any experiences to share on making such a transition away from OmniFocus
I’m probably not the best person to comment – I have made that transition, but the scripts and plugins which I’ve drafted clearly happen to fit my own workflows well.
I do know of one other user who is probably better placed to comment, and is planning, I think, to make some video material on the (still evolving) txtQuery tools.
(Which I use to generate custom perspectives (across several files) with sorting and grouping, and with links back to the original lines in FoldingText files).
Broadly, however, every tool has a slightly different profile and niche. OmniFocus seems to be targeted at people who are heavily dependent on synching with a smart-phone, and are happy to fill out and see a fairly limited set of forms and perspectives. As it happens, although I sometimes do a bit of work on a local wifi iPad, I’ve put aside smartphones now ( ‘enough, already …’ was my feeling : - ) so I haven’t done any work on synching. Others seem to be mainly using Dropbox, and one of the scripts here can add links (in Reminders.app notes) to lines in iPad for Editorial files.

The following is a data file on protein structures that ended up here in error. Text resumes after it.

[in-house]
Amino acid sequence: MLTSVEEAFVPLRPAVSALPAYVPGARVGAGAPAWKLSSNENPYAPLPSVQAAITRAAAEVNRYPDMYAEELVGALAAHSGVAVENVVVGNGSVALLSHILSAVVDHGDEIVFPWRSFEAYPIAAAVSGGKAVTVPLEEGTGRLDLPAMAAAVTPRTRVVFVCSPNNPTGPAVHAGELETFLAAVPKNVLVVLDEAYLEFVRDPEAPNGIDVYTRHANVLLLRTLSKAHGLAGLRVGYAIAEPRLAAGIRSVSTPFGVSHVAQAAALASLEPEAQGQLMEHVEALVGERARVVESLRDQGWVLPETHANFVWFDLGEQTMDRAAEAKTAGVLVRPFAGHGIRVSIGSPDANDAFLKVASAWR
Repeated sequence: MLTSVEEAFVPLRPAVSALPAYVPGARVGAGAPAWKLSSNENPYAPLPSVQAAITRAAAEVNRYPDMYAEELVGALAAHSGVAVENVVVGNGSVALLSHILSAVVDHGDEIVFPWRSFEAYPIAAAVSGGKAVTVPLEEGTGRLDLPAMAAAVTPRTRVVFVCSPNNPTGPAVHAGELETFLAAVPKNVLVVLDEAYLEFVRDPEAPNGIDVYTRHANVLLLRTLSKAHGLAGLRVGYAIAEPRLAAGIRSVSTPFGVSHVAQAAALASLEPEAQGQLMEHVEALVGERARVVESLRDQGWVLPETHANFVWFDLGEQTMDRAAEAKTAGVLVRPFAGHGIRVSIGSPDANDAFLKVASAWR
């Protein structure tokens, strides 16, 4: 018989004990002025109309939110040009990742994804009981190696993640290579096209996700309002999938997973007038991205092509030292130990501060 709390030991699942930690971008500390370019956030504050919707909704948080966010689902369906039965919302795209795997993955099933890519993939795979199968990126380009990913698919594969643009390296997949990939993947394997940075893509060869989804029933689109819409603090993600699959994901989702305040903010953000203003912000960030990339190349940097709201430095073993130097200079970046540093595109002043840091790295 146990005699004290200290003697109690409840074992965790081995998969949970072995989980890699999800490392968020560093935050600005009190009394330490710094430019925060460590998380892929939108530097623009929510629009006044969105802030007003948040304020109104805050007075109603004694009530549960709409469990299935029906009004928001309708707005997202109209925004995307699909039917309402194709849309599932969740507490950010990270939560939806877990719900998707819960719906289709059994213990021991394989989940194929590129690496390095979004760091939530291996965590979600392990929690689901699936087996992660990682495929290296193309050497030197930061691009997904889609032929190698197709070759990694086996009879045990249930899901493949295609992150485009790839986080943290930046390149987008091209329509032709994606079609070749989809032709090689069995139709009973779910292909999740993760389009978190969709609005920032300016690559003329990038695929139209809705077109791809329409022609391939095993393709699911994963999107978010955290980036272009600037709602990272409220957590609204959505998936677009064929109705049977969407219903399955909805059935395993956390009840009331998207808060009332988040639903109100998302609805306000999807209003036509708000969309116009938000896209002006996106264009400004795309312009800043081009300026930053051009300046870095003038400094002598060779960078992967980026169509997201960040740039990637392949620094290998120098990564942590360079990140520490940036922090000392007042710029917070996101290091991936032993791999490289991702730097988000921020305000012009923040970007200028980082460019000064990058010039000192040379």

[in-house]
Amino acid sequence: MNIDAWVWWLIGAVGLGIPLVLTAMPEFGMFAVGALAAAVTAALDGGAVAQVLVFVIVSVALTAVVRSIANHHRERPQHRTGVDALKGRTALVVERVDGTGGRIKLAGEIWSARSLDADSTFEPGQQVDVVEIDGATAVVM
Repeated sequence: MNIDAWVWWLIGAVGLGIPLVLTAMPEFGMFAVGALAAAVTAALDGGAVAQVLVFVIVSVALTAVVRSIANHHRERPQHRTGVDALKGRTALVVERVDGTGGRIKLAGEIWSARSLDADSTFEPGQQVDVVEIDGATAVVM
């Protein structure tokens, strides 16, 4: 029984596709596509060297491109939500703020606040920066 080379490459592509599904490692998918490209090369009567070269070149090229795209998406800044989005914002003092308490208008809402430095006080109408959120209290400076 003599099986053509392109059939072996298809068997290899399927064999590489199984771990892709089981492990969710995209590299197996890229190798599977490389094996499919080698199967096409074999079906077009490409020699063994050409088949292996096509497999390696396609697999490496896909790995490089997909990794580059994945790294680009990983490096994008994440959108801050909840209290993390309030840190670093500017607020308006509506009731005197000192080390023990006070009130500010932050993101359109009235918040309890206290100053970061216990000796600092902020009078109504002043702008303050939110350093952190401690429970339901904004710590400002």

Plain text work flows, with links to Reminders.app (and more deeply customisable perspectives) are probably best where notes are central and need to be highly flexible, and where rigid distinctions between scheduling and work can be a bit encumbering or complicating.
It’s a more work-centred and less shepherded approach. For me, the key benefits are speed and integration with document production. FoldingText combines the best of of OmniOutliner and OmniFocus together, drops all their widgets and inflexibilities, is more deeply and reliably scriptable, picks up a lot of speed, and adds a powerful kind of outline-aware filtering which neither of them has.
For me it happens to be a perfect hub for gathering thoughts and shaping them into documents and schedules, at every level of scale.
It works particularly well, of course, in conjunction with Brett Terpstra’s Marked 2.